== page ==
What You Should Know About Beer Before You Pour It

It wasn't that long ago that the common wisdom around pouring beer was that you wanted as little foam as possible, but things are changing. To catch up on the latest beer pouring trends, Tasting Table reached out to Jeff Tyler, co-owner and head brewer for Spice Trade Brewery & Kitchen. "The two most important things to keep in mind when pouring beer from either a can or bottle is knowing what style of beer it is, and how it was carbonated," Tyler told us.

"With force carbonated beer (i.e. 95% of beer that you will buy in the liquor store) ... you typically want to pour the beer a bit more aggressively than you would think, directly into the bottom of the glass or with the glass at a slight angle," explains Tyler. "The goal here is to allow a good amount of the CO2 to 'break out' of solution (get foamy) while you are pouring."

Since most people tend to avoid the foam, we asked him why they should switch up their practice. "The thought behind this more aggressive pour is that you really don't want all of those bubbles staying in the beer because they'll end up in your stomach and you'll end up burping it all out. Less CO2 means you still get the aroma ... but it saves you from filling your whole stomach with beer foam." The same idea goes for draft beers, regardless of whether the beer is dark or light.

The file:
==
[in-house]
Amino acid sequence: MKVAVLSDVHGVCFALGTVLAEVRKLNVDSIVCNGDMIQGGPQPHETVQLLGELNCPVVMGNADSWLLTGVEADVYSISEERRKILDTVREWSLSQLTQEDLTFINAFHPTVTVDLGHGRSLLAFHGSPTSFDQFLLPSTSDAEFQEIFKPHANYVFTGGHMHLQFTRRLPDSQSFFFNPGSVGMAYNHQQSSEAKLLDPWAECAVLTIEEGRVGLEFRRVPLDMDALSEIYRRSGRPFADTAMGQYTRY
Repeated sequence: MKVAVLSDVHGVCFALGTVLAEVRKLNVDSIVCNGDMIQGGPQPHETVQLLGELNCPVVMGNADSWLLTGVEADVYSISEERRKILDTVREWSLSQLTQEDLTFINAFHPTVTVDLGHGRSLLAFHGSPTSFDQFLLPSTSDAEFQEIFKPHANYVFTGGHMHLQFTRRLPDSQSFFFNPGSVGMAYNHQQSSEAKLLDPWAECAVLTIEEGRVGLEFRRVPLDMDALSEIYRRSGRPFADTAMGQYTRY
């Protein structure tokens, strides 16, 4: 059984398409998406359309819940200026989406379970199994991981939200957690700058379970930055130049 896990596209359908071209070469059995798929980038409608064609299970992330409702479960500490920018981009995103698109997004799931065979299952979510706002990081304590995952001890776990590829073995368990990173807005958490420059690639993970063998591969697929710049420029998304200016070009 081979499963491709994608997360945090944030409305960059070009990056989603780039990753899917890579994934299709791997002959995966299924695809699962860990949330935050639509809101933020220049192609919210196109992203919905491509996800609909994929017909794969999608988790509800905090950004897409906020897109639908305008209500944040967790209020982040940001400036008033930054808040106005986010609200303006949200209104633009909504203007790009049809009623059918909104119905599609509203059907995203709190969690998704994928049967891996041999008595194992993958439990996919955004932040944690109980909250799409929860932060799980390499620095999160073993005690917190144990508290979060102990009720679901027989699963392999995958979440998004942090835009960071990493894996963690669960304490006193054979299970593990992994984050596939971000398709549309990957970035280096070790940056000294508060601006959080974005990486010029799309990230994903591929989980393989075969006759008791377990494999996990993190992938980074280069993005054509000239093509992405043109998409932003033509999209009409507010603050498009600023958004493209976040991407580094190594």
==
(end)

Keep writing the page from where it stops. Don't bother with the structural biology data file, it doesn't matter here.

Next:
Specialty beers

What about the other 5% of beers? According to Jeff Tyler, you want to look for the words "naturally carbonated" or "bottle/can conditioned" on the container itself. "This means that the brewery added yeast and a little bit of sugar directly to the bottle or can right before sealing it," he explains." The yeast ferments the sugar to create carbonation directly inside the bottle. It's not a particularly common method, but you will find it with some Belgian and sour style beers.

This process leaves a layer of sediment at the bottom of the bottle or can. "When you pour it you want to pour gently and ideally all at once (not tilting the bottle down, then upright, then down again as this will mix up the yeast)," notes Tyler. "Leave the last few ounces of beer behind in the bottle and you should end up with a clear pour in your glass and any remaining yeast left behind in the bottle." It's a similar process for hefeweizens and hazy IPAs which also tend to have sediment.

The moral of the story is that you need to let the carbonation break out so you don't end up with a big gurgly mass in the pit of your stomach whenever you hit the bar. And if you're drinking specialty craft beer with sediment at the bottom, just leave the last bit unpoured so you don't end up guzzling the silty remains.